Neil Lennon should be careful what he wishes for with Celtic fans
Celtic boss Neil Lennon has repeated his insistence that the club have missed supporters.
This is true of every football club, certainly. However, there’s nothing quite like a packed Celtic Park on match-day. Or, on away days, when an impassioned travelling support sees the Bhoys through difficult games on inferior pitches.
Yes, it’s certainly true that we’ve all missed out. It’s been nearly a year since supporters were last allowed into Paradise.
Ahead of tomorrow’s match between Celtic and Motherwell, Neil Lennon spoke about the edge the fans give his side. Lennon said [via PLZ]:
“We’ve touched on it many times. I think the fact there’s no fans there has a huge detrimental effect on not just the players but on the club itself.
“There’s plenty of other examples of it around the UK and Europe. Subconsciously, we just don’t get that edge, that drive from supporters you would normally get. I think that has been a huge factor on our home form.”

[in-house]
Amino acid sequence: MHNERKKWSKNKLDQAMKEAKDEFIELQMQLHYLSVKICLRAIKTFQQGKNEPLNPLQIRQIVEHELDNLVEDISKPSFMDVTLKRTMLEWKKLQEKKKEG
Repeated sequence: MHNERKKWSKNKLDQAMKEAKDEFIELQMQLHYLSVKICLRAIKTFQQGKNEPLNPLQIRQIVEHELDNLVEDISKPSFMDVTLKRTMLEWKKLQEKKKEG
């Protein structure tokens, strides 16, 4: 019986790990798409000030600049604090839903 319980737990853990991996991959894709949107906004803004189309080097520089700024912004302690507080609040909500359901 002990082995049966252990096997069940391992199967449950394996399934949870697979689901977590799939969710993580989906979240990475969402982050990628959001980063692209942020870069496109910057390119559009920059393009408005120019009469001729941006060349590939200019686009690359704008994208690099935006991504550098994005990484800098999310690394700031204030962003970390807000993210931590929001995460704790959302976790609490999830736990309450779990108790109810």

🗣 ‘It has had a detrimental affect on the players and the club itself’
Neil Lennon admits #CelticFC have ‘missed their edge’ without fans inside the ground this season
– With @ArnoldClark pic.twitter.com/3BxylcLhHP
— PLZ Soccer (@PLZSoccer) February 5, 2021
Celtic boss Neil Lennon is right, but it’s not a valid excuse
Neil Lennon would be absolutely spot on here, if it wasn’t the case for literally everyone else. Across the leagues, nobody is allowed to welcome supporters into stadia. There’s a global pandemic on.
While it’s nice that Lennon is recognising supporters (God knows they’re recognising him), it seems more than a little cynical to pin the failures of the season on the fans.
It’s not like supporters have been invisible. From fan media sources like ourselves, to protests and banners and everything in-between, it’s been impossible to ignore the Celtic support. Our expectations are pretty clear, it’s fair to say.
Yes, it absolutely helps the players when a capacity crowd is making some noise for the Bhoys. But our absence doesn’t excuse Lennon’s failings as a manager. Other clubs have thrived with a lack of atmosphere, while in the English top flight, the difference has been pretty much unnoticeable.
It just feels like yet another excuse. While there is partial validity to it, these comments just feel like lip service to placate Celtic fans. Long story short; it won’t work.